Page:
What is the Job of a Dollar?
Have you ever looked at your change at the end of a day and thought “What’s the point?”
These little bits of metal we carry around don’t amount to much. A dollar, for example, you can’t do much with it… unless it is hanging around with a bunch of its friends. On its own, it’s not even enough to buy a coffee!
Once upon a time money was made of precious metal that had intrinsic value of its own and eventually lead to the creation of the gold standard which controlled monetary policy around the world 1819 to 1914.
However, now money has very little intrinsic value of its own. It is based on alloys of base metals that carry a face value set by the state and an extrinsic value based on money markets.
So what is money then?
The economic definition of money is a medium of exchange, store of value, and unit of account.
Is it though?
The Australian Dollar as we know it today was released in 1984, one year after the dollar was floated to allow its value to fluctuate with supply and demand of the market, and it is reported that demand is decreasing.
If the medium of exchange is no longer in demand, what is its point?
One could argue that money has other purposes. In a time not so distant we would collect currency as a souvenir of travel, the iconography of the local currency evocative of the culture of distant places
There was also a time when children received their pocket money in cash, just as their parents received wages. The physicality of the payment encouraging independent learning in mathematics, and financial literacy
Similarly, there is security in money, in having physical cash especially in times of emergency, or for a rainy day.
But what is the job of a Dollar in a world with evolving technologies and a time-poor populace?
The local currency market is a duopoly, you either use or you don’t. You can’t shop around for a better deal… or can you?
This is the essence of the whole debate. Similar to the privatisation of utilities, the market for currency usage has shifted toward something more akin to a competitive market due to improved technology.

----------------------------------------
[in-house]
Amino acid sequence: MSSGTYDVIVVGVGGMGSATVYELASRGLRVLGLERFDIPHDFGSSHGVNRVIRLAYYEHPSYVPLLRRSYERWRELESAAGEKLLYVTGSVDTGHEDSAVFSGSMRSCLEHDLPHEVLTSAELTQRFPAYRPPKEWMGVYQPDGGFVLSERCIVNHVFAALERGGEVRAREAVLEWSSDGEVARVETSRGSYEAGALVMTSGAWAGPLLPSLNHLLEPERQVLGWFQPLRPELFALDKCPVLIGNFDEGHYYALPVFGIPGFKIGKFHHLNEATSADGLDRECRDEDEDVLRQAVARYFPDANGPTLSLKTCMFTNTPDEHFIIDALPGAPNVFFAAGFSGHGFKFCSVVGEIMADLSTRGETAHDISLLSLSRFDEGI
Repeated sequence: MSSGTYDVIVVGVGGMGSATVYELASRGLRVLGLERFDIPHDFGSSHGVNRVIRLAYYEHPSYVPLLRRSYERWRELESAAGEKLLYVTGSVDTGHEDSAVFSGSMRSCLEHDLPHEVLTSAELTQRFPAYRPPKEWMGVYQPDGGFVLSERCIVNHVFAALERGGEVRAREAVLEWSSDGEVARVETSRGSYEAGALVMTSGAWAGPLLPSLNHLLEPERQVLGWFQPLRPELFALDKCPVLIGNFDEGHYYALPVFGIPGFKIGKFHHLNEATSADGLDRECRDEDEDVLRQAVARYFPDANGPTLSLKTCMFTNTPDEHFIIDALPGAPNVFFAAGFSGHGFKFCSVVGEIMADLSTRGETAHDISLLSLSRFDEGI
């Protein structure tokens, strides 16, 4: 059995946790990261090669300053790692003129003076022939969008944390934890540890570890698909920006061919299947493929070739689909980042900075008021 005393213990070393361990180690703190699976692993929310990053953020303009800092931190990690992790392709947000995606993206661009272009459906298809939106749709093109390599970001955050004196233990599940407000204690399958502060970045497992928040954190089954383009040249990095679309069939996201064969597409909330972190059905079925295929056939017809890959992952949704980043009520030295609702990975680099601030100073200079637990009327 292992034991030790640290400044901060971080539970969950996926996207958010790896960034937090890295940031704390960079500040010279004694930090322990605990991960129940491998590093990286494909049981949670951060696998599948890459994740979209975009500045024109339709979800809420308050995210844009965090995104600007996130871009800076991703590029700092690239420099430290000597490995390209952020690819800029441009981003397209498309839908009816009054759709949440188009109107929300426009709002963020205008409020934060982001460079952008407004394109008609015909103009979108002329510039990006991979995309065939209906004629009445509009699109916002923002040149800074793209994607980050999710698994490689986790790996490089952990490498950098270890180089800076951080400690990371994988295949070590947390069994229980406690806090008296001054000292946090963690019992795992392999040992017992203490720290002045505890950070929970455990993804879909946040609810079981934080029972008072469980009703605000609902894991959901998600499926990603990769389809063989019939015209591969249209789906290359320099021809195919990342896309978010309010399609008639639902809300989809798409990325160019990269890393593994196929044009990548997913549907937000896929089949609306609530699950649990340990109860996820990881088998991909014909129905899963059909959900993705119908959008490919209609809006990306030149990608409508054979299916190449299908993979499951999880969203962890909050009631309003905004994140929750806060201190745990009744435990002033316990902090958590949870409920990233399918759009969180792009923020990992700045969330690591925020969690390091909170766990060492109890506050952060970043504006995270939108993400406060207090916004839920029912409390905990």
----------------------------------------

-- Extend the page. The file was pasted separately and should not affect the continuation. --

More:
Many have already voted with their feet, the uptake of alternative payment options is on the rise. However, the rise of money as data e.g. EFT, Pay Wave, Apple pay, Google pay, Amazon pay, Samsung pay, Bitcoin and other cryptocurrencies is a more recent phenomenon.
Even Sovereign nations have jumped on the bandwagon, with 70% of Central Banks conducting feasibility studies into issuing digital currencies.
However, one of the key factors that give you and economic security are the barriers of entry that exist in duopolies… not just anyone can make a dollar!
Monetary policy ensures that we don’t experience the hyperinflation seen in the Weimer Republic, or more recently Zimbabwe which renders a currency worthless within its own borders and on the currency market. This causes currency displacement or dollarization, where foreign currencies are used for trading rather than local currency, further exacerbating the challenges faced by low-income earners or fixed income recipients.
The newly arisen competitive market for currency usage has very few barriers of entry, most phone manufacturers have some kind of payment app, this lines up against cryptocurrencies, and cards which are all in the hands of commercial entities. The bitcoin market alone has fluctuated widely in recent years. This volatility hampers its adoption more widely due to lack of trust in the broader community.
So… What is the job of a dollar?
This isn’t a one and done kind of answer, we looked at just a few of the complexities around this question. We examined the concepts of semiotics, hermeneutics, and phenomenology; the philosophy of meaning and the human experience to try and tease out a solution.
However, the truth is more fundamental and personal than that. It lies somewhere within you and your relationship with not only money, but the experiences you have had its attributes, and the symbolism it holds for you. It lies within the collective society, and how money translates to national identity.
Maybe money does have an intrinsic value after all?
In a world where the tooth fairy still exchanges bits of metal for a baby tooth, where a nod and smile is the acknowledgment of the gift of music from a talented student in exchange for the note fluttering into their violin case, and where you can share your good fortune with those who lost theirs to the sound of a ching against other coins in a cup, money is still King